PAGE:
Last week I wrote about how grateful I am to Lexapro for pushing away my depression. I've been taking those happy pills for seven years and they have worked like a charm. The last three and half of those years have been by far the best, thanks to my fiancé. I'm sorry to tell you that he is not available in pill form.
But, if I want to have child with my amazing fiancé, I'll have to give up my SSRI. The antidepressants that psychiatrists (and it seems just about anyone with a prescription pad) have been dolling out since the 1990s are not recommended for pregnant ladies.
There's been a big debate about this. Some point to evidence that SSRIs increase the risk of miscarriages, birth defects, developmental delays and autism. In a recent study, researchers found that women who took antidepressants while pregnant increased their child's risk of autism up to 87%. However, untreated depression has negative consequences as well, including poor prenatal care which can lead to premature labor and low birth weight. Or worse. That’s before the baby. Rates of postpartum depression in these women are quite high.
It’s a question of risk vs. benefits, and the decision rests on the shoulders of future mothers like me.
These days, pregnant ladies give up everything from Asprin to feta cheese to gel manicures. Women I know will do everything they can to avoid taking a drug that could be dangerous to their baby. The big caveat—and it's a big, Octomom-sized one— is that because very little research is done on pregnant ladies, this is all just a guess. SSRIs are schedule C on the pregnancy safety rating, which means the risk is unknown.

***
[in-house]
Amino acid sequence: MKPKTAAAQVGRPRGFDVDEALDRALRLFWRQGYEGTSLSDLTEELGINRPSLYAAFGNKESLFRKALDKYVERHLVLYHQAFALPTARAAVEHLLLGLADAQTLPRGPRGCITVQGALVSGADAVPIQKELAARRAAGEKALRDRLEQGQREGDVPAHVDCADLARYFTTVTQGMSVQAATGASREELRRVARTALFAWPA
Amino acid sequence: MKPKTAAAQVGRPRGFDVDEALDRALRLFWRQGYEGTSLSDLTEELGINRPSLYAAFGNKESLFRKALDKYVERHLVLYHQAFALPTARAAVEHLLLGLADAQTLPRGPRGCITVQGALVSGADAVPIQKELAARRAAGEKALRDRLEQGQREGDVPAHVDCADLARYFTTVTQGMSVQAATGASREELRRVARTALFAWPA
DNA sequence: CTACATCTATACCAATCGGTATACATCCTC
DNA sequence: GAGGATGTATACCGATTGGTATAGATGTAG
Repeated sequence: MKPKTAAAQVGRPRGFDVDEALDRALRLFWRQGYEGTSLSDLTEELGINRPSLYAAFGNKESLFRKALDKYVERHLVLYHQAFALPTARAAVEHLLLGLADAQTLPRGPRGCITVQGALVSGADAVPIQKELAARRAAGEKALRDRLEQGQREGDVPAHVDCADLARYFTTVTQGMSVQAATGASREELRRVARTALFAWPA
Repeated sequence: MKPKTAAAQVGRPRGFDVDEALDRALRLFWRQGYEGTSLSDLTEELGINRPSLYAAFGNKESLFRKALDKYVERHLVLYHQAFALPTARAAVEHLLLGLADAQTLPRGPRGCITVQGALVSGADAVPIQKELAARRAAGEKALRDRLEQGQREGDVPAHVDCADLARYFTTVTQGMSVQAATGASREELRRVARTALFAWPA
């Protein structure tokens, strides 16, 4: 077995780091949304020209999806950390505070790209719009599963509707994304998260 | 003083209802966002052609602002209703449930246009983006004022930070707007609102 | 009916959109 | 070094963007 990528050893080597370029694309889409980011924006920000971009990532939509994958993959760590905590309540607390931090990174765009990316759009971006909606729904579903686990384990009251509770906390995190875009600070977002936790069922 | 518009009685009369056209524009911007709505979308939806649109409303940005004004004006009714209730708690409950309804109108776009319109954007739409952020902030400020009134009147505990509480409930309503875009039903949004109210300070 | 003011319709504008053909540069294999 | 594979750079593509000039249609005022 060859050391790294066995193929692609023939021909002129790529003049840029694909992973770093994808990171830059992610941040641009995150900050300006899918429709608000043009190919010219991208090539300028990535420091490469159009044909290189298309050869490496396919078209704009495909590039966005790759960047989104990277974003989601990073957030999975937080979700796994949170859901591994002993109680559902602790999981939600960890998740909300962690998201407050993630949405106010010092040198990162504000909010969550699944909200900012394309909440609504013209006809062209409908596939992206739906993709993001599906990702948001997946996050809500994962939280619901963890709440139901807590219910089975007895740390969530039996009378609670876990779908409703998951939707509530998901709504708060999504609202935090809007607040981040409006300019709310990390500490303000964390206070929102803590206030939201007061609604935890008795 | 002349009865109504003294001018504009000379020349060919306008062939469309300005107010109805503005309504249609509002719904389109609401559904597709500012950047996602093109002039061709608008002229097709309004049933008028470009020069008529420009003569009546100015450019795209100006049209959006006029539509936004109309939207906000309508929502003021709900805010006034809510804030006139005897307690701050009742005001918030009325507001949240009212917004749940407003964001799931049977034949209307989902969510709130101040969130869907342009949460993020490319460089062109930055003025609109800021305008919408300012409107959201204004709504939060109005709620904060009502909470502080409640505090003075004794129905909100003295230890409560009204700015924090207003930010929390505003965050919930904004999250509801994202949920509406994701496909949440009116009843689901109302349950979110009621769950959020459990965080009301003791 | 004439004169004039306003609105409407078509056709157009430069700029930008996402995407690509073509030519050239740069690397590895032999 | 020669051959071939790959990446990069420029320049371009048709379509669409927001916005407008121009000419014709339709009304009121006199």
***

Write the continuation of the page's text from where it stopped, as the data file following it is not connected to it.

Like so many reproductive decisions, it's a more of a gamble than a choice.
Staying on an antidepressant during my pregnancy and while breastfeeding could jeopardize the health of my child.
If I taper down (because you should never stop taking medication cold turkey) there’s a chance that I will be able to manage my anxiety and depression with therapy, self-care, and an excellent support system. I might glow straight through my pregnancy and have a super healthy baby.
Of course, there’s also a chance that my depression may come roaring back into my life. And considering I'll be trying to have a baby, which not the easiest thing to do when you are on the wrong side of 35, I'll probably have enough anxiety in my life already. The happiness and emotional stability I have enjoyed for the better part of a decade could come to a halt. Last time depression took over my life, I damaged some of my relationships and made decisions I regret. I have so much more to on the line now. If I become depressed while trying for a baby, will I lose everything I’ve worked for during my recovery?
It’s a roll of the dice.
I know I am not alone in this. An estimated one in ten pregnant women take an SSRIs during their pregnancy. I created Psyched to get a conversation going about the real issues around mental health. So I'd love to hear from you. Have you been in my position? Do you know something I don’t? Are you already judging me? Comment away. (No log-in needed.)